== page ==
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Greece: Historical flags from Cretan Naval Museum (XIXth century)

Last modified: 2002-10-19 by
Keywords: crete | samos | spetsai | hydra | psara | snake | spear | saint george | anchor (red) | cross (red) | cross (white) | owl | malevisi | stathas | zoudianos | sitia | pompia |
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The following information comes from exhibits in the Historical Museum in Iraklion (Heraklion), and the Cretan Naval Museum in Hania (Chania).

The following flags were displayed and described in the Naval Museum in Hania.

Bruce Tindall, 20 May 1995
All texts below, if not attributed, are also by Bruce Tindall.


Fleet from Samos

Several Cretan towns contributed ships to the Greek war of independence. Several of their flags were similar to the following, which was the flag of the fleet from Samos:
A red border enclosing a blue field. At bottom is a red crescent, pointing downward. Atop the crescent is a red cross in the middle, a red spear on the right. To the left of the cross is a yellow coiledsnake. In the upper left corner is a white boat anchor.

According to the annotation in the museum, the symbolism is:

"The combination probably represents the resurrection of the Greek nation,"says the annotation, "(The cross overpowers the crescent moon). To bringabout a successful fight however we needed power (the spear), stability and perseverance (anchor), knowledge and wisdom (snake), and God's help throughfaith and religion (bird)".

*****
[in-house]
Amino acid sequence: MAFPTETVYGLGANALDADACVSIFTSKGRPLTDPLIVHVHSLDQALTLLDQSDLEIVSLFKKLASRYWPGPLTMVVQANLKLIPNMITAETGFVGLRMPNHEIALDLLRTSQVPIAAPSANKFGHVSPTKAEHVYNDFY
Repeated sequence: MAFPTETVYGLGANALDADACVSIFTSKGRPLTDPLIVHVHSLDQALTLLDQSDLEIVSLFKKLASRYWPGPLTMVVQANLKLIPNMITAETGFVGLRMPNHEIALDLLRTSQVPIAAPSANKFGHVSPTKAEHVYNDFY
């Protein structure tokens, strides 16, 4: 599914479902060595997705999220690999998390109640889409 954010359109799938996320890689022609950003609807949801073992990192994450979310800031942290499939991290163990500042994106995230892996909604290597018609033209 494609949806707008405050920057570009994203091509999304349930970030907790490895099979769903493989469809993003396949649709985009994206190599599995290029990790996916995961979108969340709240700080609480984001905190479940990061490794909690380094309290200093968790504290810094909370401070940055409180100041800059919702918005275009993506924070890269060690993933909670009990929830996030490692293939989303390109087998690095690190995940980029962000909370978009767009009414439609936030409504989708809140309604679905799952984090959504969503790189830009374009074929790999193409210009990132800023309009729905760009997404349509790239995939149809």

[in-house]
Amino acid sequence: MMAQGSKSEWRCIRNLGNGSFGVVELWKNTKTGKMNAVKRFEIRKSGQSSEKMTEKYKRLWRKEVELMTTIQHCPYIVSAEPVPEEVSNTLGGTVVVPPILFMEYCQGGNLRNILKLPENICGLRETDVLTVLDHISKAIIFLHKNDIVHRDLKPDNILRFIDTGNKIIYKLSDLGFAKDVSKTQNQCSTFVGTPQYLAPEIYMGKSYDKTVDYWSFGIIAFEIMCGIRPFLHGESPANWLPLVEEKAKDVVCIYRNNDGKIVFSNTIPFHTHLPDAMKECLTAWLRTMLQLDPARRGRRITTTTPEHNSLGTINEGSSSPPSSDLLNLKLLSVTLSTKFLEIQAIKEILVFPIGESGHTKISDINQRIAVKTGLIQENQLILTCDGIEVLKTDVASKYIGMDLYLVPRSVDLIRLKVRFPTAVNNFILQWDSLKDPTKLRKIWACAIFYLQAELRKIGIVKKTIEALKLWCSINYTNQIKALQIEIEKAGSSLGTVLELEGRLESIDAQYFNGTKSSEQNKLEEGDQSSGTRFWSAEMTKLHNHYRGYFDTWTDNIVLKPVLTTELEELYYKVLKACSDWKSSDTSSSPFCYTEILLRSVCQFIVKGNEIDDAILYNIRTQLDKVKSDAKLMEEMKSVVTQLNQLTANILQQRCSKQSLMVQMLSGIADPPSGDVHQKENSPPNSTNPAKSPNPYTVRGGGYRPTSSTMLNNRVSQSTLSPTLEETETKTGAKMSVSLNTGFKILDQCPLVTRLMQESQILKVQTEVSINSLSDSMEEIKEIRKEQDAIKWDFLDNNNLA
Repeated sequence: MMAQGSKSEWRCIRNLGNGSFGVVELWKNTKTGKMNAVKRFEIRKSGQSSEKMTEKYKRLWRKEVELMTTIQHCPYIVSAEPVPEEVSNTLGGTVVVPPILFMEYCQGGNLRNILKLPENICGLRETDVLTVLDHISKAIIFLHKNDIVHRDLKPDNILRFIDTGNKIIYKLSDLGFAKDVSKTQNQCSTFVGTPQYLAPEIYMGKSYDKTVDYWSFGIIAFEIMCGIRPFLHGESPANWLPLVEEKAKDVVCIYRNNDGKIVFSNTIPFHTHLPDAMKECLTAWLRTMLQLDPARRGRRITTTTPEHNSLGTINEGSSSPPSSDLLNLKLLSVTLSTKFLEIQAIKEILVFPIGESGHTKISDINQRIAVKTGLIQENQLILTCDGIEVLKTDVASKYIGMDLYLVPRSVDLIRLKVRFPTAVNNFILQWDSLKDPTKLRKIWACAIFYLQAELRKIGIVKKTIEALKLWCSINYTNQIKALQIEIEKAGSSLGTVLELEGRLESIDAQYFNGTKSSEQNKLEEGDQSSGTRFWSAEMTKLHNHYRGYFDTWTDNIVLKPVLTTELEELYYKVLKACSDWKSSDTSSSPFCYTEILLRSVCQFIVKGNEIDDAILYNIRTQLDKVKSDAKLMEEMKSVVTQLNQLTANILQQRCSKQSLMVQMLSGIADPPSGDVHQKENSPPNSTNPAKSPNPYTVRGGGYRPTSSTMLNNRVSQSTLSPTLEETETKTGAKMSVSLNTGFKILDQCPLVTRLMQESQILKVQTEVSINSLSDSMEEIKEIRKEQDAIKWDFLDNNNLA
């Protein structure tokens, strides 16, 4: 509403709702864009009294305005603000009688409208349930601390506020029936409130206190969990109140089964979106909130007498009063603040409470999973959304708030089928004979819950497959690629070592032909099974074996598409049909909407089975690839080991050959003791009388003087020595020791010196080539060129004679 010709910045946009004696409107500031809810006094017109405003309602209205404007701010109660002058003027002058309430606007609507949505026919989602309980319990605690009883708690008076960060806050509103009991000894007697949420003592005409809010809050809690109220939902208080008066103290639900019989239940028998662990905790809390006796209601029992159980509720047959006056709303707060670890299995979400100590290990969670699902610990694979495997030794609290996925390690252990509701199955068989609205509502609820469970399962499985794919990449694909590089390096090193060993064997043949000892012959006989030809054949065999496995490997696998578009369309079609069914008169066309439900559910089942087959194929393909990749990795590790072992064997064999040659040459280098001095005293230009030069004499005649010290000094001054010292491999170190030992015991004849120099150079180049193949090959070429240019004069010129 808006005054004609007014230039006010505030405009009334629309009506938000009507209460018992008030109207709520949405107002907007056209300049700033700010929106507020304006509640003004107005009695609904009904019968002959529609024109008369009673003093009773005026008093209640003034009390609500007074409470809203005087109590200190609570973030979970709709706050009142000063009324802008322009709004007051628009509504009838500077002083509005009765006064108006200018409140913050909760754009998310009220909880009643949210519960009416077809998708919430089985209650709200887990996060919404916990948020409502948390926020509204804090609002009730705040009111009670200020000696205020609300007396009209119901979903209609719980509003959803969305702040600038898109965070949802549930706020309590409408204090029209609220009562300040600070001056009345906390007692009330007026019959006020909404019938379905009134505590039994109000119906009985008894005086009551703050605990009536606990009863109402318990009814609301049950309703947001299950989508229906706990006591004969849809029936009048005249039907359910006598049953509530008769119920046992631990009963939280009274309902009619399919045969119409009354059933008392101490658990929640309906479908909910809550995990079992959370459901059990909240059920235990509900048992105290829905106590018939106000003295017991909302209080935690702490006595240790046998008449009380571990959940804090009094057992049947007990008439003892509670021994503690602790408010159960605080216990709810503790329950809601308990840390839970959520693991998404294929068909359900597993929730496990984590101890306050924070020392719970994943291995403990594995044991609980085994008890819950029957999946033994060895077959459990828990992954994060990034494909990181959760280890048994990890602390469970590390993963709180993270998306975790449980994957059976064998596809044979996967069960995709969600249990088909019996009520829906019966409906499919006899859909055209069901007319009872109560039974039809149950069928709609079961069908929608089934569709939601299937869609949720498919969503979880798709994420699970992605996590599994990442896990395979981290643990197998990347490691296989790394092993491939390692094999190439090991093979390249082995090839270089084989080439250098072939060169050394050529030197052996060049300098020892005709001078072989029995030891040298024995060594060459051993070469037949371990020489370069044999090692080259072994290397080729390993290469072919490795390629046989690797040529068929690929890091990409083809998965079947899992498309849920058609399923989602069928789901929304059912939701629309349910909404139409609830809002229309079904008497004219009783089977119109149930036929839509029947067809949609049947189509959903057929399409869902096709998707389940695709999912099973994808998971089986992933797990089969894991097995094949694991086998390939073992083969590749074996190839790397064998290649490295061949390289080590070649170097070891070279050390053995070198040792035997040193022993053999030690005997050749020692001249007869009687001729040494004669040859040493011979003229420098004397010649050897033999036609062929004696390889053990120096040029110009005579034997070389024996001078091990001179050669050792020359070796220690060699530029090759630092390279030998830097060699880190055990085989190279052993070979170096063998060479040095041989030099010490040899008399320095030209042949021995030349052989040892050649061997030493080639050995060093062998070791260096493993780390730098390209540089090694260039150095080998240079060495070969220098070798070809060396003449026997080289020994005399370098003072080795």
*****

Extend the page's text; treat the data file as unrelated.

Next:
Bruce Tindall, 20 May 1995

The flag of the fleet from Samos knew several variants, still with the same things, cross, crescent, etc... The bird is in fact an owl (but a very small one) who bites the tongue of the snake. The red border symbolised the blood of the Turks, the anchor the hope for the successful outcome of the cause, the cross stood for faith in justice and the owl for prudence. Of course various interpretations exist and had existed.

Source: Hellenic flags. Insignia-Emblems. [kok97]

Pascal Vagnat, 11 January 1999


Spetsai

Spetsai is an island located near the west coast of Peloponnesus.

White border, inside of which is a red border, around a white field; red crescent, cross, and spear as before; upside-down red anchor around which a green snake is wrapped like a Caduceus; in the upper left corner, a blue-outlined gold bird.
Eleutheria i thanatos means "Freedom or death".

Bruce Tindall, 20 May 1995

The words are parallel to the length of the flag, in red and the bird was gold.

Source: Hellenic flags. Insignia-Emblems. [kok97]

Pascal Vagnat, 11 January 1999


Hydra

Hydra (Idhra) is an island near Spetsai.

Red border, blue field, red crescent/cross/spear with a flag flying fromt he spear -- it's a red flag with a yellow man's head on it; anchor and snake as above; and a quarter of a yellow sun in the upper left corner.

Bruce Tindall, 20 May 1995

The sentence I tan I epi tas on the flag of Hydra is in ancient Dorian dialect (the Greek dialect spoken by ancient Spartans). It means "With it or on it". According to a legend, when a mother in ancient Sparti farewelled her young son who was leaving for war, she gave him his shield and told him the above sentence, which means "Come back bringing it back, or come back on it [dead]". It was a terrible disgrace for an ancient Greek warrior and its relatives to leave his shield on the battlefield, while warriors killed at battle were carried back to their relatives on their shields.Today this sentence is used on several flags of Greek military units.